Both priests spoke English with a Polish accent, but I had no trouble understanding them. Much more distracting was the stream of animated hearts engraved with ‘Happy Valentine’s Day’ and other such trivia that invaded the screen from time to time.
Was the worship stiff-upper-lip, happy clappy, or what?
The liturgy was similar to what we’re accustomed to in the Roman Church, but was not exactly the same. No bells or incense. The pastor chanted the Kyrie, collect, alleluia verse, secret, sursum corda and preface, per Ipsum, post-communion prayer, and final blessing in a lovely baritone voice. Many of the readings and prayers were love-themed in keeping with Valentine’s Day. Some of the liturgy was in English; other parts were in Polish – there was no word-for-word bilingual translation. The sermon was in English. The Creed omitted the Filioque. The peace was exchanged via touch-free waving. At communion the pastor drank from the chalice, but the concelebrating priest intincted his host into it. The pastor donned a mask (black) to distribute communion to the congregation; the priests were otherwise unmasked. Mass ended with announcements and the customary blessing and dismissal
Exactly how long was the sermon?
On a scale of 1-10, how good was the preacher?
10 — I don’t think I’ve ever before heard a sermon preached on St Valentine and the meaning of love. I sat enraptured of the pastor’s every word. Wow, what a sermon!
In a nutshell, what was the sermon about?
St Valentine was a priest and martyr. He is the patron saint of beekeepers, epileptics, engaged couples, happy marriages, travelers and young people. Not very much is known about him, but legends abound. One such legend is that the Roman Emperor Claudius became angry when men did not volunteer for the army he was conscripting. Claudius concluded that married life dissuaded men from serving in the army, and so he forbade all marriages. Valentine, however, continued to perform marriages, and was arrested. While in jail he received many visitors who threw flowers and notes of good wishes at his cell window. One such visitor was the daughter of Claudius, who was blind and deaf. Valentine prayed that she be healed, and so it came to be. On the day of his martyrdom he sent her a note: ‘Love from your Valentine.’ Claudius is forgotten today. He had to learn that legislation against love is bound to fail. Being in love can be the most exciting time in one’s life. But many of us have suffered broken hearts. True romantic love always involves respect – for self and for the person loved. ‘Love thy neighbor as thy self’ is a commandment found in all religions. God never stops loving us, even when we ‘mess up.’ Scripture is full of examples of love. St John said that the essence of God is love. St Paul said that love is always kind, never jealous, never boastful. Love takes no pleasure in other people’s difficulty. When we do not love, we leave God out of the picture. Love is the essence of the kingdom of heaven. When you send Valentine’s cards to those you love, make sure you send one to God also. If the love in your relationship gets complicated, ask God for help. Give love a second chance – life is too short to do otherwise.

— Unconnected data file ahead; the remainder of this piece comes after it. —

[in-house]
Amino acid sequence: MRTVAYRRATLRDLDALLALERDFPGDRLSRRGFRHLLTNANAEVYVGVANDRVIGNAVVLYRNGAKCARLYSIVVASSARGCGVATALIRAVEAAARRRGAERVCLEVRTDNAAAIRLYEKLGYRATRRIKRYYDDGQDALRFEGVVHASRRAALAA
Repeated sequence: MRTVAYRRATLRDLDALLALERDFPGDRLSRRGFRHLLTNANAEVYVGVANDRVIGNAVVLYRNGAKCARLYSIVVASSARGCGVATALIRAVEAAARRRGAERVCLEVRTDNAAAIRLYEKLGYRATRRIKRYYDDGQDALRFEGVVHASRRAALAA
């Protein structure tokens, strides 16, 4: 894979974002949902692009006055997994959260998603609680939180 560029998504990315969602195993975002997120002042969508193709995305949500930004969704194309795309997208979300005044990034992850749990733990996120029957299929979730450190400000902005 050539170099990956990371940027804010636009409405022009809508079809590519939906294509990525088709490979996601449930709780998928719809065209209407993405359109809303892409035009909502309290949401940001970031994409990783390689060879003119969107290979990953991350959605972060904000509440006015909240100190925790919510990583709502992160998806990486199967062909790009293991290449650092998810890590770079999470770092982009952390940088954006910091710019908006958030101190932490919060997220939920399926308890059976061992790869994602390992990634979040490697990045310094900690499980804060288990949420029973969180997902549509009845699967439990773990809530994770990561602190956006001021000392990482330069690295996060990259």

Which part of the service was like being in heaven?
The sermon, without a doubt.
And which part was like being in... er... the other place?
Someone desperately needs to take a music appreciation course and to study the history of Western sacred music.
What happened when you hung around after the service looking lost?
After mass, the Blessed Sacrament was exposed for adoration and would remain exposed until vespers. The congregation were asked to keep silence, and those watching from home were advised, ‘If you have anything to say to God, do so in silent adoration.’
How would you describe the after-service coffee?
The pastor produced a basket of red Valentine’s cookies that his wife had baked, and said that they would be available for the taking in the back of the church. For my part, I contemplated the chocolate covered strawberries, washed down with ample draughts of Prosecco, that would be mine to enjoy later in the day.
How would you feel about making another visit (where 10 = ecstatic, 0 = terminal)?
9 — Should I find myself in Philadelphia after it is safe to travel again, I probably would not visit the Frankford neighborhood. But if I were to do so, I would love to attend mass here in person. Good preaching and careful attention to liturgical detail are what I like to see – but I would probably step out onto the porch during the musical bits.
Did the service make you feel glad to be a Christian?
What one thing will you remember about all this in seven days' time ?
‘Legislation against love is bound to fail.’